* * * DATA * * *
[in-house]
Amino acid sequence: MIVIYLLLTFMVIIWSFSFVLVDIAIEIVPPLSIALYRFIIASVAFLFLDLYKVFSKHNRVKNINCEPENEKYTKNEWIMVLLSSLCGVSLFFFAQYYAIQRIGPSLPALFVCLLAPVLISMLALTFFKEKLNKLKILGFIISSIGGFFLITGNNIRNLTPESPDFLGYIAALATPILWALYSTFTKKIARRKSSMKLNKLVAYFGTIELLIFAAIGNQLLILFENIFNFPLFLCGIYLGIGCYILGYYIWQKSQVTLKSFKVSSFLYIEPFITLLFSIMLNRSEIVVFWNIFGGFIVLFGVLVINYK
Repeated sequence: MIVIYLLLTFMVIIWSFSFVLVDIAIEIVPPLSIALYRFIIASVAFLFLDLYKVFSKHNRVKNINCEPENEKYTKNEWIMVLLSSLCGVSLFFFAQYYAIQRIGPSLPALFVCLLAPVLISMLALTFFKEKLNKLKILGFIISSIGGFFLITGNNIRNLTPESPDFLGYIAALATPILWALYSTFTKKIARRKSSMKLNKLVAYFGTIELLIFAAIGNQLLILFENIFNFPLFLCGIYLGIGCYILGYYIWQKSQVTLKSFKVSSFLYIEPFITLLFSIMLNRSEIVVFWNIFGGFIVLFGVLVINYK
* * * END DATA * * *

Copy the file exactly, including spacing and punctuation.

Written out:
[in-house]
Amino acid sequence: MIVIYLLLTFMVIIWSFSFVLVDIAIEIVPPLSIALYRFIIASVAFLFLDLYKVFSKHNRVKNINCEPENEKYTKNEWIMVLLSSLCGVSLFFFAQYYAIQRIGPSLPALFVCLLAPVLISMLALTFFKEKLNKLKILGFIISSIGGFFLITGNNIRNLTPESPDFLGYIAALATPILWALYSTFTKKIARRKSSMKLNKLVAYFGTIELLIFAAIGNQLLILFENIFNFPLFLCGIYLGIGCYILGYYIWQKSQVTLKSFKVSSFLYIEPFITLLFSIMLNRSEIVVFWNIFGGFIVLFGVLVINYK
Repeated sequence: MIVIYLLLTFMVIIWSFSFVLVDIAIEIVPPLSIALYRFIIASVAFLFLDLYKVFSKHNRVKNINCEPENEKYTKNEWIMVLLSSLCGVSLFFFAQYYAIQRIGPSLPALFVCLLAPVLISMLALTFFKEKLNKLKILGFIISSIGGFFLITGNNIRNLTPESPDFLGYIAALATPILWALYSTFTKKIARRKSSMKLNKLVAYFGTIELLIFAAIGNQLLILFENIFNFPLFLCGIYLGIGCYILGYYIWQKSQVTLKSFKVSSFLYIEPFITLLFSIMLNRSEIVVFWNIFGGFIVLFGVLVINYK